Once it becomes possible to use head mounted displays for long periods of time without excessive eye strain, it will be stupid to continue using traditional laptops. There are many benefits to HMDs, especially the transparent ones:

Unfortunately, most, if not all articles about video glasses devote a significant portion of their discussion to whether the glasses look dorky/nerdy or not. While society has provided us with some negative feedback when it comes to HMDs, it is stupid to care. There is no moral issue at stake here. There is no harm that HMDs can cause to those who do not wear them.

Augmented reality and racism

While HMDs face stigma, overcoming that stigma may do more for the world than simply making people more accepting of advanced technologies. It is possible that augmented reality could reduce other kinds of stigma and prejudice as well. I once heard an acquaintance jokingly remark that if augmented reality ever takes over, everyone will augment the human appearance of others, so that everyone looks like a naked version of Nicole Kidman. Actually, this isn't a bad thing. We have so many prejudices about people's skin color, age, gender, height... that everyone looking the same might actually make the world a better place. The online world of Second Life was in its heyday sometimes regarded as the end of stereotypes and preconception. There were many people black and white, ugly and fat who donning an avatar felt for the first time free from their physical appearance. What if we could bring that sense of freedom to the "real" world? Would that help us aim towards a fairer and more equal world? If we weren't to judge people by their "birth" appearance, would we see more deeply into their true personality? If people were able to choose avatars of their own in the real world, would that not change the game of looks from one of stereotype and stigma to one of identity and creativity? But again, what if every Pecola Breedlove could choose to have blue eyes? What would that say about Black identity? Would that really forward the cause of equality, or would it lead to a tyranny where you really truly had to be an apparent white and male to survive?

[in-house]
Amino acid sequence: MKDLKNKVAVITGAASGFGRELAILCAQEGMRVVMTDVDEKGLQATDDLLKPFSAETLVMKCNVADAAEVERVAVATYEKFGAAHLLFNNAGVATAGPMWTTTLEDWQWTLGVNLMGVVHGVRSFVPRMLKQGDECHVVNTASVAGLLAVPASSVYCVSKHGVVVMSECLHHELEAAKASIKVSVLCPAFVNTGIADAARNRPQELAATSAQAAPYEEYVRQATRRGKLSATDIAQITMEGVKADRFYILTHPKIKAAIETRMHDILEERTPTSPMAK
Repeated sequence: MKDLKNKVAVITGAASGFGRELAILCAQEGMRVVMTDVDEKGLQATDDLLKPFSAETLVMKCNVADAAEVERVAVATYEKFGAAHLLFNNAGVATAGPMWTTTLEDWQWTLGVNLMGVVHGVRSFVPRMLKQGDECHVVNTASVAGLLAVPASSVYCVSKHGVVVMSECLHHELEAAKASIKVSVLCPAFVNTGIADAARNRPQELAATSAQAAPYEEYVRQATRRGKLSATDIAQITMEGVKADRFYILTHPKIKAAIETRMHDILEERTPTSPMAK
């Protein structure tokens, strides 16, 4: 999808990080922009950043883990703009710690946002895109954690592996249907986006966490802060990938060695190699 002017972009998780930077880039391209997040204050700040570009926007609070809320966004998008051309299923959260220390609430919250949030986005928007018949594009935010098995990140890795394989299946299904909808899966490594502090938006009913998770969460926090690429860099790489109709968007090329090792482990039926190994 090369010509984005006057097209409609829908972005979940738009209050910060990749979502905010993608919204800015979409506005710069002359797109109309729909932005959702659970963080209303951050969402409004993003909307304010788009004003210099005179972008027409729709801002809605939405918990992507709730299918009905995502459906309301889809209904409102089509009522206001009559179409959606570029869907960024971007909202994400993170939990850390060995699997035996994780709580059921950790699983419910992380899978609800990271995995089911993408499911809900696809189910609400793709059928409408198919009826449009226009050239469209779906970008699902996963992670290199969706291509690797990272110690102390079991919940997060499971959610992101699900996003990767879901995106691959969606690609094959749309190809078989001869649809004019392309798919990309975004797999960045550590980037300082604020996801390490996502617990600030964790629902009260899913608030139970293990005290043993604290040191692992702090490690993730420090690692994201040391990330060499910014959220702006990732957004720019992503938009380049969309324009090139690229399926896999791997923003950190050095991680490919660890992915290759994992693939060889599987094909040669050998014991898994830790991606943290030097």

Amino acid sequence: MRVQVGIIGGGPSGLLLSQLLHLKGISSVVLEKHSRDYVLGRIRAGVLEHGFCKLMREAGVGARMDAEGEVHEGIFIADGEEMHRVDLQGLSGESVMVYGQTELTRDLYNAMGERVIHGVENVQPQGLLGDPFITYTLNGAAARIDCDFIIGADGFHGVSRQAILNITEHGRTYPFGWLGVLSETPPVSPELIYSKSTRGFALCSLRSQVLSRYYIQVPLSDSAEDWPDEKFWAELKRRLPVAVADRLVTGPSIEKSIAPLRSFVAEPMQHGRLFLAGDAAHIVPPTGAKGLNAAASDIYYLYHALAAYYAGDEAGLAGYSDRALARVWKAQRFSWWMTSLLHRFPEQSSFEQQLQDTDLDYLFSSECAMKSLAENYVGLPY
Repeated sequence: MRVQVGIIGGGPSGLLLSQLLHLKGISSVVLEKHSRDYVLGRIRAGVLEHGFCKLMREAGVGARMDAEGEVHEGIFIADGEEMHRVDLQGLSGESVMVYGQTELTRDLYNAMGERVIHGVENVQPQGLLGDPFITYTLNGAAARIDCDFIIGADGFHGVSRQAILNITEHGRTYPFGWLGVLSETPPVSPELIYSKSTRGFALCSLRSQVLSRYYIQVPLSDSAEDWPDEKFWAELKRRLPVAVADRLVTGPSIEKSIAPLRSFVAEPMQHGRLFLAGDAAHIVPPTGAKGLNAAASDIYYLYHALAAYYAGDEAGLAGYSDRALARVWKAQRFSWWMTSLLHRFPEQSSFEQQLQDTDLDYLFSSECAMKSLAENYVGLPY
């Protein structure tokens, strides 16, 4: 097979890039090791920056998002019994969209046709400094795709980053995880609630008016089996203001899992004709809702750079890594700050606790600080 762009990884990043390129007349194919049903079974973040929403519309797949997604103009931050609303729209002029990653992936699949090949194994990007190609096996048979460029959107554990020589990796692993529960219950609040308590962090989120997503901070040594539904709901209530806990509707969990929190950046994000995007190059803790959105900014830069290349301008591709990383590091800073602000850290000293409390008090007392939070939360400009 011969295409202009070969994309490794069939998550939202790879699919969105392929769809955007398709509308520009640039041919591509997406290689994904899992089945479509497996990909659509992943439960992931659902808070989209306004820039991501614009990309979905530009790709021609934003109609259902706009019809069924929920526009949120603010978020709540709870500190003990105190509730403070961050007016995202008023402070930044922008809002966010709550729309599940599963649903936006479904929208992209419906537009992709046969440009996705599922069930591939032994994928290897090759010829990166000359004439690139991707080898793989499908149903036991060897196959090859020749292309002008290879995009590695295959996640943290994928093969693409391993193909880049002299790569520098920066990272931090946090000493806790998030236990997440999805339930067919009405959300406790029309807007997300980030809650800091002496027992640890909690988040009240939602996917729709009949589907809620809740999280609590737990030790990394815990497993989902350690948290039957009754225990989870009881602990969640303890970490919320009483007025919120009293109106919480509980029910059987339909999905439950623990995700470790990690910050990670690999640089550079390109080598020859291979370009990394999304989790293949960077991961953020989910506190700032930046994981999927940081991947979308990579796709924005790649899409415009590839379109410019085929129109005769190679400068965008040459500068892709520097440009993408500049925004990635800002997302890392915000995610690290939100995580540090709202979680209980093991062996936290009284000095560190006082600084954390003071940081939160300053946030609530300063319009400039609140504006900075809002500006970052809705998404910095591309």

For now, I have given up on video glasses and augmented reality. I'll have to wait for a pair of glasses that don't give me a headache. I'd be willing to pay $2-3 000 for them, but they have to work, they have to have a clear image, and they cannot come with a warning that I should take a break every 30 minutes and cease use if I feel like throwing up.